IMPD: Thieves sought out cancer patients
Two women suspected in a stolen credit card shopping spree were caught on camera after police believe they targeted a business office that serves cancer patients. Now police are trying to identify them.
It happened at The Leukemia and Lymphoma Society on East 86th near College Avenue.
People come to the society's office to get help with services after being diagnosed with cancer. According to police reports, one of the women caught on tape apparently wore a wig to make people think she had cancer.
Security cameras recorded the two women walking into the office building last Thursday.
The victim says the woman wearing the wig even pulled on it, pretending that she needed some of the services they offer for people with cancer.
"One of them appeared to be a cancer patient. She had a wig and was needing to get a new wig and I couldn't figure out who she was meeting, so I went to the back," said office employee Beth Huffman.
When Huffman left the front desk, she believes the women made a bee line for her purse, hidden under the desk.
"I didn't know anything had happened until I started receiving fraud alerts from my credit card company," Huffman said.
Beth's credit cards were used at the Bed, Bath and Beyond on West 86th Street and at a nearby BP gas station. They racked up more than $1,000 in purchases in just minutes.
The same camera recorded the women leaving the office, but Huffman believes they wanted more victims.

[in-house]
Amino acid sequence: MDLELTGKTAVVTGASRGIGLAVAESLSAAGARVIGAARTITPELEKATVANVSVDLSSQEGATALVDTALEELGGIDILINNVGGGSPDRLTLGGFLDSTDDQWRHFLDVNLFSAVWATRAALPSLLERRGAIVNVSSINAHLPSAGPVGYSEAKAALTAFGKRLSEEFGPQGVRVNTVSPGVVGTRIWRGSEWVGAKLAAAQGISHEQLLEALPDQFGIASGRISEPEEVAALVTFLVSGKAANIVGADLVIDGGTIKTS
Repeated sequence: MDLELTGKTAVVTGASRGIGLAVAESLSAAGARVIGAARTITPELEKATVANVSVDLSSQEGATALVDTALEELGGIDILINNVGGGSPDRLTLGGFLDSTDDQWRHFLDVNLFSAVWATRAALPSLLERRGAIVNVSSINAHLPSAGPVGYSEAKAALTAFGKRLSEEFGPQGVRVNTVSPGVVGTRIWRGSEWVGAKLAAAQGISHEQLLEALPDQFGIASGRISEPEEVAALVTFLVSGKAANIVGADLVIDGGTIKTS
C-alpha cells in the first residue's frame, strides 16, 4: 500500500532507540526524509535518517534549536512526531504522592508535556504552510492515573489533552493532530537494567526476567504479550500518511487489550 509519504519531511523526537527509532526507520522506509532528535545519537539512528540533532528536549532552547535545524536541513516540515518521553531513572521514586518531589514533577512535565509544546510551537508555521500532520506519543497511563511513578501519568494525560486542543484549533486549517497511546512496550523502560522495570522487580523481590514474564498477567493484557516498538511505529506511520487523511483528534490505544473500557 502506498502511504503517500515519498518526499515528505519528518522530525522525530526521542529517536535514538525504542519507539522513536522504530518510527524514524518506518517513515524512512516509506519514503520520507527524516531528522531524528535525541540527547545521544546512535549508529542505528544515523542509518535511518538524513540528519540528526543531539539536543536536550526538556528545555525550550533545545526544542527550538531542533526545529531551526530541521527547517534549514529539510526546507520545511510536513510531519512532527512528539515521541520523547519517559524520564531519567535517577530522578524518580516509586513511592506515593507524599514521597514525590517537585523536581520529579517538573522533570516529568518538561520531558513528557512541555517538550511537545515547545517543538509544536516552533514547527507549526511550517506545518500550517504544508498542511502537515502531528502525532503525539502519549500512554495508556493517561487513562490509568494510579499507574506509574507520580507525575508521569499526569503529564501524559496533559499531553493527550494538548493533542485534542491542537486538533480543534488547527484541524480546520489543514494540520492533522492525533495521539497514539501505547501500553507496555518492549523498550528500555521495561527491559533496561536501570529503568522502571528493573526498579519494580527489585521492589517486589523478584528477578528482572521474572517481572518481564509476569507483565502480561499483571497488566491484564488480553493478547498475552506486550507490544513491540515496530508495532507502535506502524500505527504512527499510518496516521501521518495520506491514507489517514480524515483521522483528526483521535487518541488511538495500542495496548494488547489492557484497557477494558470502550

"They asked if there was another cancer place here in the building," she said.
The women took brochures about services to cancer patients. Police found those brochures on the ground outside the building.
Huffman fears the thieves may target other women who won't suspect a thing.
"I want people to be aware how normal it seemed to me when they came in the office and not to fall victim to what I fell victim to," said Huffman. "The worst part is for someone to come in and pretend to be one of those patients so they could take advantage of the situation."
Huffman's dedication to help cancer patients runs deep because of family members who have battled cancer. But after getting her sympathy played on by thieves, she hopes someone is brave enough to help police identify the women.
"I have no doubt these women have done it before," she said.
The women fit similar descriptions in other purse thefts. Zionsville police are investigating two people caught on camera stealing out of a purse at 96th Street and Zionsville Road at a business that services cancer patients. The same suspects may also be responsible for purse thefts inside a northwest Indianapolis nursing home.
If you have any information about the identity of the women, call Crime Stoppers at 317-262-TIPS.